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A race to save trapped miners

Holes are being drilled to provide air, food and water in hopes the six men deep underground are still alive.

August 09, 2007|Ashley Powers and Nicholas Riccardi | Times Staff Writers

HUNTINGTON, UTAH — Grim-faced rescue workers covered with coal dust drilled halfway toward six miners trapped 1,500 feet underground Wednesday, as family members continued their agonizing wait for any survivors of Monday's cave-in.

"I have full faith they are in there alive and breathing," said mine safety supervisor Bodee Allred, his voice trembling. His cousin is one of the trapped miners.

The Crandall Canyon Mine collapsed early Monday, and persistent seismic rumblings stalled rescue efforts until Wednesday morning. Officials said they drilled a 2-inch-wide hole 875 feet deep and believe it will pierce the casing of the cavity that holds the miners, enabling them to find out whether the men are alive. They were also drilling a second, 8-inch-wide hole to supply them with air, food and water.

Sonic monitoring equipment has picked up no sign of tapping to indicate the workers are alive. The men cannot be extracted for a week at the earliest, and if the holes are drilled at an incorrect angle, they could hit solid rock rather than the space where the miners are trapped, said Robert E. Murray, chief executive of Murray Energy Corp., which owns the mine.

Murray said the holes may reach the miners in 48 hours or less. He remained optimistic that the workers would survive if the holes reached them.

"They can survive underground indefinitely . . . indefinitely," he said during an evening news conference. "We can provide everything they need . . . including a toothbrush and a comb."

Residents of this tightly knit region distributed fliers urging residents to attend upcoming vigils for the trapped miners. In an area where an estimated 90% of all jobs are in the energy industry, most residents know the affected families and can picture themselves or their loved ones in the same situation.

"I don't think there is a family that isn't impacted in some way," Huntington Mayor Hilary Gordon said.

Some family members began to voice frustration with the slow rescue operation. The company has rented the local junior high school and secluded relatives there. Murray has advised them not to speak to reporters, and sheriff's deputies are guarding the building.

Maria Buenrostro, whose brother Manuel Sanchez is one of the trapped miners, told the Associated Press that Murray got angry with relatives' questions and walked out of a meeting. She added that there was no interpreter provided for three Spanish-speaking families.

"We want the truth; that's all we want," said Buenrostro. "If there's nothing that they can do about it, you know, just tell us so we know what to expect when they bring them out."

Murray took two relatives down into the mine for an afternoon tour and pledged to distribute bilingual information. "The families are doing incredibly well, given the circumstances," said Rob Moore, a vice president with Murray Energy. Though officials still refuse to release the names of the trapped miners, friends and families began to confirm some identities Wednesday. In addition to Sanchez, relatives confirmed that the group includes Don Erickson and Kerry Allred.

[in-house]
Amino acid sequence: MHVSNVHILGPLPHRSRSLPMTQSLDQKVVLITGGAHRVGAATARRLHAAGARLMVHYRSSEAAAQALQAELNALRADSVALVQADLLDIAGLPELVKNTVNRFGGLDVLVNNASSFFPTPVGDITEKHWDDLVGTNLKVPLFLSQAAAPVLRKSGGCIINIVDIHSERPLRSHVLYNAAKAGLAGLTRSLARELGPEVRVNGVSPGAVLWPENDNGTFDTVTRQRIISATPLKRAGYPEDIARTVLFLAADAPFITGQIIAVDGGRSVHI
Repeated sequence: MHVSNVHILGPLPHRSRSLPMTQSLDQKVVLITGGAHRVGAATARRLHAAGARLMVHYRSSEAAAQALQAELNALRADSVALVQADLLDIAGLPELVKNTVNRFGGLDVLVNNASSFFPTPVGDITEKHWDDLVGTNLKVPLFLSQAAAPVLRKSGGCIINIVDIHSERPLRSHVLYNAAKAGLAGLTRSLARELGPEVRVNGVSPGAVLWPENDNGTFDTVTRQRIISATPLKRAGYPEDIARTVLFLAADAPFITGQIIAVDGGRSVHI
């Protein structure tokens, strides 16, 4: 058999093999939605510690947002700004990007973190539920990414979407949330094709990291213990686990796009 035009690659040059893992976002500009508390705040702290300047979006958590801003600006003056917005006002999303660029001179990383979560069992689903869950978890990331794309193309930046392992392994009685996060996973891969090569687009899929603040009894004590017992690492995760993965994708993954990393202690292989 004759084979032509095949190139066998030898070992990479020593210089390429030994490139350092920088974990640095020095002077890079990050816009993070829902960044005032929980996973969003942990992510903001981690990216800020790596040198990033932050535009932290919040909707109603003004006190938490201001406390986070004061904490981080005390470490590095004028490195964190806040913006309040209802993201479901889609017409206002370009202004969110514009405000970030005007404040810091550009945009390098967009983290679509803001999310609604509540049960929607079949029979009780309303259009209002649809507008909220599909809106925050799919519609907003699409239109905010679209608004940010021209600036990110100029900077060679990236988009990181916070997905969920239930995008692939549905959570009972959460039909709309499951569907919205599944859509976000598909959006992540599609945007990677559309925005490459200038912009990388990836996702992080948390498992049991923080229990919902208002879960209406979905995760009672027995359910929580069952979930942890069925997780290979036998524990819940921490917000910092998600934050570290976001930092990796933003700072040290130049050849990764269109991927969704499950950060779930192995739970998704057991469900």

Allred's relatives are typical of the generations of mining families that have populated this high-desert area for a century. Lee Cratsenburg, one of Allred's many cousins and a former mine worker herself, said relatives worked in local mines as far back as 1912. Relatives say Allred's son, a mining veteran, accompanied Murray on a tour of the mine Wednesday, while another cousin, Bodee, supervised the rescue work above.

Cratsenburg said she believed her cousin's three decades of mining experience had prepared him to survive. "I'm sure he's going to be OK," she said. "He's been in enough mines."

"Kerry's the roughest one out of the whole bunch, because he's getting close to retirement," said family friend Paul Simmons of the father of three.

Simmons said that Allred's children were having a difficult time with the uncertainty over whether their father was alive. "It's happened before. Guys have made it," he said. "But it's so few and so rare."

Utah is the 12th-largest coal-producing state in the nation, and all 13 of its coal mines are located within the broad, sagebrush-studded expanses of Emery and Carbon counties in central Utah where Crandall is located. Unlike mines in the eastern U.S., coal in the West is lodged deep underground, which is more expensive to extract. David A. Litvin, president of the Utah Mining Assn., said the state's coal was "the deepest in the U.S., going down as much as 3,000 feet."

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